Programming

How to Actually Use Netlify Forms with NuxtJS

Nick Saraev English

Netlify Forms are a simple, easy way to set up forms on your statically generated websites. Historically, though, projects that use NuxtJS have had difficulty implementing Netlify Forms because of how Netlify crawls NuxtJS code. This guide shows you how to use Netlify Forms and NuxtJS effectively.

How to use Netlify Forms with NuxtJS

In the Netlify Forms docs, they tell you that all you need to do is include a hidden data-netlify="true" attribute to your main form, and then you're good to go.

However, as of February 2021, NuxtJS and Netlify Forms can lead to weird, unexpected behavior—like your forms not submitting when you change pages, or your form submitting, but being completely empty.

After a few hours of research, I figured out the issue and learned how to fix it. In order to get Netlify Forms to work, we simply need to add a few extra lines of code.

Add a hidden input field under your form element

For clarity's sake, let's say this is the example form that we want to connect to Netlify:

<form name="contact" method="POST">

  <input name="first-name" placeholder="First Name">
  <input name="last-name" placeholder="Last Name">
  <input type="submit" value="Submit">

</form>

In order to get this form to work, you need to add a hidden input element under your form element. That input element needs to have two things: a value attribute that is the same as the name attribute of its parent form, and a name attribute that is equal to form-name.

Confused? Here's what your HTML would look like after adding the hidden input field:

<form name="contact" data-netlify="true" method="POST">

  <input type="hidden" value="contact" name="form-name" />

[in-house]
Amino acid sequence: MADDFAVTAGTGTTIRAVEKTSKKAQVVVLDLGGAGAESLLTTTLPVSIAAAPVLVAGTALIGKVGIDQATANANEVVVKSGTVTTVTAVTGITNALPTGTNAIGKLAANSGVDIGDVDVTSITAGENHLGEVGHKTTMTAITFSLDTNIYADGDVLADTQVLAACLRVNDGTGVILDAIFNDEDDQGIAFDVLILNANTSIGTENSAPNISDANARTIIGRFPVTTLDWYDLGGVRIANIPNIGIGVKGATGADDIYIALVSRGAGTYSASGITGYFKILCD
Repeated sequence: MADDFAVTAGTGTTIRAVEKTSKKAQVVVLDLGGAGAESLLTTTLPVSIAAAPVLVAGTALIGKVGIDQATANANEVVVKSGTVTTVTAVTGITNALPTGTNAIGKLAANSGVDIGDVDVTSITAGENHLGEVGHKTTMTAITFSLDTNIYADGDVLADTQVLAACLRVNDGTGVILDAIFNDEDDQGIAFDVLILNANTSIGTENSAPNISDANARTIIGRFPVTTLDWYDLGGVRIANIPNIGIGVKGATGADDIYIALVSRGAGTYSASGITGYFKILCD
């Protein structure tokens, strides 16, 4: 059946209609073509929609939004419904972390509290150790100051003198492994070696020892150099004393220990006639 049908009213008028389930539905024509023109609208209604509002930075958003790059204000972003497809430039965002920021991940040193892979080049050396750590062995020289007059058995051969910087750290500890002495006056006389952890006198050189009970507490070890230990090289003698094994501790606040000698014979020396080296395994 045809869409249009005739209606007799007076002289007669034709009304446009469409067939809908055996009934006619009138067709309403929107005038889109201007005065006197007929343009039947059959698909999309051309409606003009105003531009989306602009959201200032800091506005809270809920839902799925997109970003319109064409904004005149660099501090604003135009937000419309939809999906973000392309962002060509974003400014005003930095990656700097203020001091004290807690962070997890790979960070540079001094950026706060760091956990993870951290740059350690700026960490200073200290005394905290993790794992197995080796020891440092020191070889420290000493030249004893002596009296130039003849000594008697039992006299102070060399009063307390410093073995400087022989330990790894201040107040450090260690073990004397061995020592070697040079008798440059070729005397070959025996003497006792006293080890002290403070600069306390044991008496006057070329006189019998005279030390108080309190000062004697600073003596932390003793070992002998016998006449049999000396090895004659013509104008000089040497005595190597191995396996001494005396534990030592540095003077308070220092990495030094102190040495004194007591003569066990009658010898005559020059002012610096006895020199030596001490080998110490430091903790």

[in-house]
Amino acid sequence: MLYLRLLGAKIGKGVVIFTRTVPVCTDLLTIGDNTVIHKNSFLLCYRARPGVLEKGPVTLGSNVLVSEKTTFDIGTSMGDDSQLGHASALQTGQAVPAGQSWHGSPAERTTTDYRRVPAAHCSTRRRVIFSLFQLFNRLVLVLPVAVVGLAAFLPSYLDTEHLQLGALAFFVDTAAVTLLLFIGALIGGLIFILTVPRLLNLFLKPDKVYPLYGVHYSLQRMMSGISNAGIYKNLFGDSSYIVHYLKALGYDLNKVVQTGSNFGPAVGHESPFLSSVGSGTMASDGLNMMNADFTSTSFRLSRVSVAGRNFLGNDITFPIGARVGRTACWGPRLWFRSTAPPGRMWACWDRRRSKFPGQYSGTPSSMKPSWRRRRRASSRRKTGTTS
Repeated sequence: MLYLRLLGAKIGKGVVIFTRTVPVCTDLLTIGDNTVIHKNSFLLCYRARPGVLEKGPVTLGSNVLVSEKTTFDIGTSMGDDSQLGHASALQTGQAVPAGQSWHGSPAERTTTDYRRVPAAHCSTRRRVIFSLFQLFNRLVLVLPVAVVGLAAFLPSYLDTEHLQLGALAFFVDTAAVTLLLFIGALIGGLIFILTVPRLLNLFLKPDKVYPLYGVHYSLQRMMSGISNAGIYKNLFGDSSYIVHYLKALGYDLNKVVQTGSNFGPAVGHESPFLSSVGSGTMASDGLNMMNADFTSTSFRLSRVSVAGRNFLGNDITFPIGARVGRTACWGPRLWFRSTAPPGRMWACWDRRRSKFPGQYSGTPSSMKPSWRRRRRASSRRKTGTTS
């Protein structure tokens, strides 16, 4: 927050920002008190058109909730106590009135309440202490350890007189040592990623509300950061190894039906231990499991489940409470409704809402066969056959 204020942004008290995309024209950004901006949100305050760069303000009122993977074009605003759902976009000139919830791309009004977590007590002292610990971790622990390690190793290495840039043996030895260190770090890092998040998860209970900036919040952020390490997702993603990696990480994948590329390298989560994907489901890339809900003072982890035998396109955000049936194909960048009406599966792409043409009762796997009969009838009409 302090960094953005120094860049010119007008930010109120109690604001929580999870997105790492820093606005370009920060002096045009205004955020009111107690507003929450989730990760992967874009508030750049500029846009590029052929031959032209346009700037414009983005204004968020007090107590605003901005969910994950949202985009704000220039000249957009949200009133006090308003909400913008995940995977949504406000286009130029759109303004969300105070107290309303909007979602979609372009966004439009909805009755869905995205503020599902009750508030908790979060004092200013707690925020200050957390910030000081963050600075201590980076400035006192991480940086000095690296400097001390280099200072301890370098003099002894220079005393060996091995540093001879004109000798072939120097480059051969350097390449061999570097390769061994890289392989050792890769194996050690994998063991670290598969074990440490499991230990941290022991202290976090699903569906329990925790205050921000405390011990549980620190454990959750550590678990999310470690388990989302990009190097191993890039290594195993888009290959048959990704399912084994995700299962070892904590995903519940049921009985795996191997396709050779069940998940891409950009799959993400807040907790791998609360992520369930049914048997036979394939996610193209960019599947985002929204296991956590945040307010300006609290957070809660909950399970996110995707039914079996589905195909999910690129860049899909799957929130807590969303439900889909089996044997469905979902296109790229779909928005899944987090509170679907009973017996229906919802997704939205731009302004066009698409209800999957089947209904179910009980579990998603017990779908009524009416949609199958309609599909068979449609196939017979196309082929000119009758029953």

<input name="first-name" placeholder="First Name">
  <input name="last-name" placeholder="Last Name">
  <input type="submit" value="Submit">

</form>

If you're keen, you'll notice that our hidden input field is marked up slightly differently than the first name, last name, and submit inputs that we had previously—it has the closing tag /> unlike the regular input tag >. This is purposeful. For whatever reason, Netlify's crawlers prefer this markup. Make sure your hidden field includes that as well.

Include a honeypot attribute

In order to further increase the likelihood of Netlify's crawlers finding our form, we'll add one final attribute: the data-netlify-honeypot attribute. Modify your form so that it looks like this:

<form name="contact" data-netlify="true" data-netlify-honeypot="bot-field" method="POST">

  <input type="hidden" value="contact" name="form-name" />
  <input name="first-name" placeholder="First Name">
  <input name="last-name" placeholder="Last Name">
  <input type="submit" value="Submit">

</form>

This magical configuration was at the end of approximately five hours of brutal bug-fixing. My Netlify forms submitted fine on my NextJS projects, but for some reason they weren't submitting on my NuxtJS projects, which prompted the research.

I sincerely hope you enjoyed this short guide on how to actually use Netlify Forms with NuxtJS! Happy programming.

© Nick Saraev 2021